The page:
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Pastor Clark Cothern

Creation, Part 1 (Days 1 through 3)

Gen. 1:1-13

Your creation history

In the beginning your parents had you.

Now before you, your parents had parents. And their parents had parents. And so on. Many were the generations of parents before you.

And the power of God’s creation was evident through every generation of parents leading up to you. And then… there was you.

And it was good.

That’s what happened before you came on the scene.

Would we expect the same kind of creation story as we look at the creation of our world?

Let me present to you the first three days of our world’s creation story and let’s see how this creation history is different from your creation history.

In the beginning God created the heavens and the earth. (Gen. 1:1)

Now the earth was formless and empty, darkness was over the surface of the deep, and the Spirit of God was hovering over the waters. (Gen. 1:2)

And God said, “Let there be light,” and there was light. (Gen. 1:3)

God saw that the light was good, and he separated the light from the darkness. (Gen. 1:4)

God called the light “day,” and the darkness he called “night.” And there was evening, and there was morning—the first day. (Gen. 1:5)

And God said, “Let there be a vault between the waters to separate water from water.” (Gen. 1:6)

So God made the vault and separated the water under the vault from the water above it. And it was so. (Gen. 1:7)

God called the vault “sky.” And there was evening, and there was morning—the second day. (Gen. 1:8)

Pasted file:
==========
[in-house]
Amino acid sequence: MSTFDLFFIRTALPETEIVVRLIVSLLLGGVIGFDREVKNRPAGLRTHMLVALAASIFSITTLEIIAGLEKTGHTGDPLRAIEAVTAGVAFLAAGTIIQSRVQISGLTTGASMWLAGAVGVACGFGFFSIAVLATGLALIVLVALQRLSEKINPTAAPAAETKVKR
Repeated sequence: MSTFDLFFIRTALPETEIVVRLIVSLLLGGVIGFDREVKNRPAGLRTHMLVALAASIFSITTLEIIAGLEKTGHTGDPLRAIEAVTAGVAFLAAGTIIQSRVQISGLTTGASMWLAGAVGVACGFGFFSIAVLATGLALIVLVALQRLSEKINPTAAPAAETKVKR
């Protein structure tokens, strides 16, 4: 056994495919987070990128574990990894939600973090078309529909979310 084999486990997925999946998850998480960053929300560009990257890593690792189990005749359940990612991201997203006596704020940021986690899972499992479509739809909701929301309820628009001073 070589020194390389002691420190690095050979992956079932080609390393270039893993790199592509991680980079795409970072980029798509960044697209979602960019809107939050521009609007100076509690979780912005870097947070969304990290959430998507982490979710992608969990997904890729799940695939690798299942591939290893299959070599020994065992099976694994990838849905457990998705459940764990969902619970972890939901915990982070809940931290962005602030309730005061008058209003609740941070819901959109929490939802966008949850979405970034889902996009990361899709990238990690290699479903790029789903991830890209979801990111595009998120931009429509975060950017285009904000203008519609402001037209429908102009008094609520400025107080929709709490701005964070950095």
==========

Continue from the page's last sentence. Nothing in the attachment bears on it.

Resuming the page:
And God said, “Let the water under the sky be gathered to one place, and let dry ground appear.” And it was so. (Gen. 1:9)

God called the dry ground “land,” and the gathered waters he called “seas.” And God saw that it was good. (Gen. 1:10)

Then God said, “Let the land produce vegetation: seed-bearing plants and trees on the land that bear fruit with seed in it, according to their various kinds.” And it was so. (Gen. 1:11)

The land produced vegetation: plants bearing seed according to their kinds and trees bearing fruit with seed in it according to their kinds. And God saw that it was good. (Gen. 1:12)

And there was evening, and there was morning—the third day. (Gen. 1:13)

What existed before the creation of our world?


There is no creation history for God Himself because He has always been.

We know this by fast forwarding in the Grand Stories to the time when God spoke to Moses through a burning bush. God told Moses about the job God was giving him, namely to demand that Pharaoh let the Israelites leave Egypt. And Moses, who was terribly uncertain about taking on this responsibility, said to God:

“Suppose I go to the Israelites and say to them, ‘The God of your fathers has sent me to you,’ and they ask me, ‘What is his name?’ Then what shall I tell them?” (Exodus 3:13)

God said to Moses, “I am who I am. This is what you are to say to the Israelites: ‘I am has sent me to you.’” (Exodus 3:14)

God’s eternal nature is seen in His reply to Moses.

God didn’t say, “I wasn’t, then I was, now I am.”

He said Moses was to use the name, “I am,” when describing Him to the Israelites. God reveals to Moses, and therefore to us, that He is always in the present tense.

We see both creative contrasts and separations in creation.


Verse 2 shows three contrasts. We see that God turns something formless into something formed. He turns something empty into something filled. He transforms something dark into something light.


In verses 2 through 6 we see more detail offered about the separation from darkness to light. God separates the light from the darkness. He names the light and darkness day and night. The result? Evening and morning. The first day.

Another separation is seen in verse 6.

God separates the waters. The waters began as a swirling mass of chaos as God’s Spirit hovered, like a protective mother bird, above it. In verse 7 God determines that there should be a “vault” (dome) to separate the two waters; those above the vault and those below it.